By Peter C. Byrne, Founder and Chairman, International Wildlife Conservation Society

IWCS EDUCATION PROGRAM
 
In March, 2010, IWCS Executive Director Peter Byrne and myself, Phil Fry, from New Zealand, visited Sukila Phanta Wildlife Reserve, to complete a mugger crocodile project, and, to visit Shivalik School to spend some time with Gaurav, Akash and Yeshoda, our three IWCS sponsored children.  The three children, whose father was killed in 2005, are enjoying a good boarding school education, with excellent personal care for them.  They are well dressed, happy, polite, intelligent and full of bright inquisitive energy.  Their mother is working in India to survive.  There is no social welfare in Nepal!  The past 5 years have been tough for her.  
 
The little girl, Yeshoda, is now 7 years old, brother Akash is 10, and, is showing artistic ability, Gaurav the big brother, at 12 years old, is a very attentive and caring leader of our delightful trio.  They are wonderful, well balanced children who would impress any where in the world.  We are very proud of them!
 
During our time in Far West Nepal, Peter and I visited Shivalik School twice, and, mixed with both pupils and teachers.  We were lucky to be joined by Eric Tablada, an expert Los Angeles photographer, whose photographs accompany this report.  The children stayed with us at our lodge camp on the Sukila Phanta Reserve border.  I enjoyed very much guiding them around the area of bush, farm, river and forest, watching birds and animals with our binoculars.  They came to our jungle lake side crocodile project site, and explored all around, having great fun.  A day and a half adventure with us, sleeping in a tent and enjoying the sights, sounds and smells of the jungle.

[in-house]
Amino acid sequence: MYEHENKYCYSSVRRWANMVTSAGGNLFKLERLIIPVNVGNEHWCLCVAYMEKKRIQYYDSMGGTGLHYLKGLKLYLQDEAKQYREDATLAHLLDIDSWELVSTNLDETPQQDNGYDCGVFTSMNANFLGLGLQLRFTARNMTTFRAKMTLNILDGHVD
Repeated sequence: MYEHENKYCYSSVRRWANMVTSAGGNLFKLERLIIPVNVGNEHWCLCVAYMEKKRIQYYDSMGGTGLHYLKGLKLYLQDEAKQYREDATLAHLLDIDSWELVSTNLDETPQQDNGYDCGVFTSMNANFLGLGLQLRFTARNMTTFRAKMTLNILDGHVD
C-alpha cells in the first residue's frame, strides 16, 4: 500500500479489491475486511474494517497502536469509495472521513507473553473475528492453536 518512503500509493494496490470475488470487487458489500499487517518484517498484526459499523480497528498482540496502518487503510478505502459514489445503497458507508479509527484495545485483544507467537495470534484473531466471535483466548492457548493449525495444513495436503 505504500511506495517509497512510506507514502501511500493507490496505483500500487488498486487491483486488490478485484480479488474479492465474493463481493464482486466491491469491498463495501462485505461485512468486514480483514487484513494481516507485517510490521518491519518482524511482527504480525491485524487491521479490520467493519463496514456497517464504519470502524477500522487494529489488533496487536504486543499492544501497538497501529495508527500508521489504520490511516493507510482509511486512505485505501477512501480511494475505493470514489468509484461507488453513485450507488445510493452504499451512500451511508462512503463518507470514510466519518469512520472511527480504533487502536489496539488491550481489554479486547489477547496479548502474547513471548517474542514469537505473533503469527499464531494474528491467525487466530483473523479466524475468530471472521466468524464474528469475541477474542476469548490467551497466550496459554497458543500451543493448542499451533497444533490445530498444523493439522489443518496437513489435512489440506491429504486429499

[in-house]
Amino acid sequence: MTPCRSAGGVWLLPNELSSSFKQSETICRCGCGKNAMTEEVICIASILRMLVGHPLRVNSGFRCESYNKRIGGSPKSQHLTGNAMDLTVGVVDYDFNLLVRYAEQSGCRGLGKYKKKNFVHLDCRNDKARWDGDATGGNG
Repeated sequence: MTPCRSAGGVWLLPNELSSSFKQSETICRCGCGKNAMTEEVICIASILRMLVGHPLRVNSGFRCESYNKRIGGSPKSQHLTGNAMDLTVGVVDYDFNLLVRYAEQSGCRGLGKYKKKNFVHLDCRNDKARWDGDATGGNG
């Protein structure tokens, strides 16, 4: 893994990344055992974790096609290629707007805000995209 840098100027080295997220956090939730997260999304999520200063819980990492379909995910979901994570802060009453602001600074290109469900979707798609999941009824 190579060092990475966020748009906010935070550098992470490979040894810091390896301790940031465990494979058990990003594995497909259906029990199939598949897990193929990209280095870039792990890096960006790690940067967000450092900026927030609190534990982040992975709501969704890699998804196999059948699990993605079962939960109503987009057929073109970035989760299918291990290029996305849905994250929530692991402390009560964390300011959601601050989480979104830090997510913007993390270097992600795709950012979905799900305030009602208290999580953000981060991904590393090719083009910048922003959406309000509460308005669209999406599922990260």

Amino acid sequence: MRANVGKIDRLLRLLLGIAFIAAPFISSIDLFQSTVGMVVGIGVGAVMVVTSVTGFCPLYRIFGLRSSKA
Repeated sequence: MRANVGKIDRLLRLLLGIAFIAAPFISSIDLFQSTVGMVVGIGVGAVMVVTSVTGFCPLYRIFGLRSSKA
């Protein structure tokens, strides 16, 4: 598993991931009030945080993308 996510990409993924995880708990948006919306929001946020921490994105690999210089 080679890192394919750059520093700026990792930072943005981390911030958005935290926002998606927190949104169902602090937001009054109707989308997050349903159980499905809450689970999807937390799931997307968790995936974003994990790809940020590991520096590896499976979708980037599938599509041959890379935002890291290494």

Our energetic children were very impressed with the wonderful camp food prepared by Mr. Jangbu Sherpa, who has worked with Peter Byrne and IWCS in Nepal for 25 years.  A great time with a lot of pleasure for both children and adults.  IWCS will continue to fund the care and education of these three fine children in Nepal, for 7 - 10 more years, through the donations of our kind and generous spirited supporters.
 
Reported "from the front" By
Philip E. Fry, President IWCS.
April, 2010

Monica
OUR TRIP TO THE  JUNGLE
 
Eric and I were both very excited to travel to Nepal.  We were especially looking forward to visiting the Sukila Phanta Wildlife Reserve and our safari host Peter Byrne.  Eric had last visited Nepal in 2002, and had not visited the Reserve since that time.  After a long flight from Los Angeles we finally made it to Kathmandu and traveled on to the Dhangari airport. 
 
We were greeted at the airport by Peter's Project Manager, Mr. Umesh Bista, who drove us on to Peter's safari lodge. The drive itself was fairly long, but went by quickly, as it was very picturesque. There were many small farms, one road towns, and, on the road, lots of birds, cows, water buffalos, and goats. The Nepalese people were another wonderful part of the ride, with the women dressed in very colorful saris, and either walking or riding bicycles. One of my favorite sights was that of a young woman in a yellow sari on a bicycle while speaking on her cell phone.